CLEMSON, S.C. - In the days prior to Saturday's game at Clemson, Duke head coach David Cutcliffe's greatest concern was whether the Blue Devils would be able to contain the Tigers' star players and avoid big plays.
After his team's 31-7 defeat in Death Valley, Cutcliffe's concern proved to be a valid one.
The Blue Devil coaching staff stressed the issue all week in practice, but the results on the field indicated otherwise. Duke (4-6, 1-5 in the ACC) struggled with Clemson's playmakers all game, as the running back duo of James Davis and C.J. Spiller and leading wide receiver Aaron Kelly combined for 347 yards of total offense and numerous long-yardage gains for the Tigers (5-5, 2-4).
"We chart what we call 'explosives,' which are running plays of 10 or more yards and pass completions of 16 or more yards," Cutcliffe said. "Clemson had nine 'explosives' compared to our three, and all nine of their big plays contributed directly to their 31 points."
While the Tigers' big plays enabled them to light up the scoreboard, an injury to Duke quarterback Thaddeus Lewis in the first quarter contributed directly to the Blue Devils' struggles on offense.
Lewis was hit by Clemson defensive tackle Rashaad Jackson and came up hobbling after an incomplete pass on Duke's second drive of the game. The sophomore tried to test his left foot on the sideline, but did not see any more action the rest of the way.
X-rays Sunday came back negative, and Lewis is currently day-to-day, Cutcliffe said.
Without the ACC's leading passer, the Blue Devil offense was stagnant all game. After Lewis picked up two first downs on Duke's first drive, the Blue Devils did not pick up another first down until the third quarter-and by then, Duke was already trailing by 17.
"When you're not making first downs and you're not keeping the ball, things aren't easy," Cutcliffe said.
With Lewis on the bench, Cutcliffe called on backup quarterback Zack Asack to lead the offense down the same field where he threw for a career-high 328 yards in 2005 as a freshman. Asack saw none of that success Saturday, throwing two interceptions and completing only 10 passes for 61 yards, the bulk of which came on a 28-yard touchdown pass to Eron Riley after Duke had already fallen behind 31-0.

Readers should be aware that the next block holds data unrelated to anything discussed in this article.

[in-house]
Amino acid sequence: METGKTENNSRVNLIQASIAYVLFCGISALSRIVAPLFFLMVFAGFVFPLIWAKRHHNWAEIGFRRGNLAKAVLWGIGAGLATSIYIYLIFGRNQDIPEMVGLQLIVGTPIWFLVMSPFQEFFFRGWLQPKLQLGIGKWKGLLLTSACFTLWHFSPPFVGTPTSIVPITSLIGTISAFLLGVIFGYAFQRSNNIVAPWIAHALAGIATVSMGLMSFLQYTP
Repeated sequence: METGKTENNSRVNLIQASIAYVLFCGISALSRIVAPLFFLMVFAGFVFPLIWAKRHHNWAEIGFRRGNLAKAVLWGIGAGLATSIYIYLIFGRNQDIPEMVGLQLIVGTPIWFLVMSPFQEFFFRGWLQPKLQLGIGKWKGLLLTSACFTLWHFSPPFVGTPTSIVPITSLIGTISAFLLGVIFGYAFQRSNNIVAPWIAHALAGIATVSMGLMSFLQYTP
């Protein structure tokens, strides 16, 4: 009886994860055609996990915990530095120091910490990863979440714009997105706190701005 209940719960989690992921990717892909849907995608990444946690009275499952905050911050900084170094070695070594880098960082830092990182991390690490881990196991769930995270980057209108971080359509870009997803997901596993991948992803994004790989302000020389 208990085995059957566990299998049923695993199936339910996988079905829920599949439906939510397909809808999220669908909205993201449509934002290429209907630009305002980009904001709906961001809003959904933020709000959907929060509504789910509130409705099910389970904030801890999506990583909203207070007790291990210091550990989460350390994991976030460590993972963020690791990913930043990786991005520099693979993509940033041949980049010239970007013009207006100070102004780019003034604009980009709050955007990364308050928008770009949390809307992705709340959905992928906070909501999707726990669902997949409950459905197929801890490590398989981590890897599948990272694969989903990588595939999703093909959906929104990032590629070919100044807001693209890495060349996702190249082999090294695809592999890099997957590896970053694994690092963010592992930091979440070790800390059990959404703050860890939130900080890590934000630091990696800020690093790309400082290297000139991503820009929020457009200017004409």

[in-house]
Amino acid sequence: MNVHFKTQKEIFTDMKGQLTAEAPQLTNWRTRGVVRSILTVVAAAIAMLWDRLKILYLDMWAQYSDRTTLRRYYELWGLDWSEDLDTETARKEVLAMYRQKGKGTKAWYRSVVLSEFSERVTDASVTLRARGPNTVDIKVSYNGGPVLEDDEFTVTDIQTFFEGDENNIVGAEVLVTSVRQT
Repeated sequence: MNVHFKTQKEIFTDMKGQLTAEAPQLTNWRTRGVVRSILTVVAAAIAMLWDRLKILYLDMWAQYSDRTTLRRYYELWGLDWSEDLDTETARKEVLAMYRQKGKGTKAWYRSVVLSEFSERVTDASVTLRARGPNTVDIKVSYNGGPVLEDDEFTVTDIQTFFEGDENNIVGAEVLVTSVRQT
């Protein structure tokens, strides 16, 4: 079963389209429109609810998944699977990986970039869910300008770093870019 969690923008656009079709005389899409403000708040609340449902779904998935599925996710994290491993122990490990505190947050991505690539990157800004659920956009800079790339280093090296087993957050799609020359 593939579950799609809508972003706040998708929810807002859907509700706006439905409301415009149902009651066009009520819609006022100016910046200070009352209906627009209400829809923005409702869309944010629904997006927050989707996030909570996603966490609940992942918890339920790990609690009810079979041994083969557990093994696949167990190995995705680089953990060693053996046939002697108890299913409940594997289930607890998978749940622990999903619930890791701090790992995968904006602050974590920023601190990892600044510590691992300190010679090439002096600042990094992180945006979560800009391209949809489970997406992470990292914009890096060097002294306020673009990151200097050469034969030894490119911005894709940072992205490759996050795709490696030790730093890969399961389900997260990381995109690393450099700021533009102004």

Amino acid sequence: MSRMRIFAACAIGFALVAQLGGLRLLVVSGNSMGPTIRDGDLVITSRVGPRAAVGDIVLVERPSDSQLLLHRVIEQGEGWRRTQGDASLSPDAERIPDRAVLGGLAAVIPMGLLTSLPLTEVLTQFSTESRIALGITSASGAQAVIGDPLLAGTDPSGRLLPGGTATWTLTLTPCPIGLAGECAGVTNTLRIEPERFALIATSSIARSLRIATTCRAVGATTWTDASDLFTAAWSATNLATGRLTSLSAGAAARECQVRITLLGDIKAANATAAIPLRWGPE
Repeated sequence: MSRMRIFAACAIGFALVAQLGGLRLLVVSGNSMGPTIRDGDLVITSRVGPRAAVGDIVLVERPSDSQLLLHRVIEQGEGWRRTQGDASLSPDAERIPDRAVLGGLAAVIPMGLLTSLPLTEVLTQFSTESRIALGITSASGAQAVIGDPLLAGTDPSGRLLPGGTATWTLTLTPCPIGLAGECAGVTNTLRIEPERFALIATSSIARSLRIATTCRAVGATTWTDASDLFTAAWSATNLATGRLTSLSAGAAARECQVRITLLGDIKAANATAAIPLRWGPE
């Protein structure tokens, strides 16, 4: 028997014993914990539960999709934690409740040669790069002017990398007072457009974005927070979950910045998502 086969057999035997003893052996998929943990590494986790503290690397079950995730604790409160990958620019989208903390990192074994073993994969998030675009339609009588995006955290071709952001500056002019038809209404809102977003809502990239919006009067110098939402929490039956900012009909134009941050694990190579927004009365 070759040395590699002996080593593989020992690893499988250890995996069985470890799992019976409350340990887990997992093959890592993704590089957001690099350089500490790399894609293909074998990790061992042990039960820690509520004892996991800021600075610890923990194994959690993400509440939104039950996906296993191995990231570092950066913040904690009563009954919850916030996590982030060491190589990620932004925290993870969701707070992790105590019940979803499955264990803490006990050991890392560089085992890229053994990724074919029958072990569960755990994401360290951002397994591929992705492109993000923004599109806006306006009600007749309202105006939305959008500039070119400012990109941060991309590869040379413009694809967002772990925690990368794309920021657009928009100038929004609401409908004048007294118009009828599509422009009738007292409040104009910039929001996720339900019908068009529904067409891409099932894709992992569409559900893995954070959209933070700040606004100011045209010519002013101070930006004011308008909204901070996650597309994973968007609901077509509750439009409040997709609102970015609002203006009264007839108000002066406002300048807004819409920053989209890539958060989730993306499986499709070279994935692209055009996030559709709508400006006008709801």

The offense's struggles without its starting signal caller placed a heavy burden on the Blue Devil defense, which was forced to remain on the field for more than 20 minutes in the first half. It hung tough throughout much of the first frame, and trailed only 10-0 with three minutes remaining in the half. But after Cullen Harper completed six consecutive passes on a drive capped off by Davis' 1-yard touchdown run, Duke headed into the locker room down by 17.
The Tigers scored touchdowns on their first two drives in the second half to break open the game, highlighted by Spiller's 83-yard catch and run from Harper to put Clemson on top 24-0. The Tigers converted 6-of-11 third-down opportunities in the first three quarters-a statistic that could speak to Duke's tiring defense.
"They have guys who make one move here, one move there and take it to the house," Duke defensive tackle Vince Oghobaase said. "We need to do a better job tackling."
The lack of execution for the Blue Devils throughout the game on both sides of the ball was something that they hadn't seen all year. Even in the team's 27-0 loss to Georgia Tech Oct. 4, Duke was able to stay in the game until the third quarter. But against the Tigers, the Blue Devils were outgained by nearly 300 yards and were held without a first down for almost two full quarters, resembling many of the lackluster performances of the years prior to Cutcliffe's arrival.
"This was unexpected," Cutcliffe said. "We didn't play at a very high level-period."
NOTES: Senior running back Clifford Harris suffered a broken arm in the game and will undergo further evaluation Monday.
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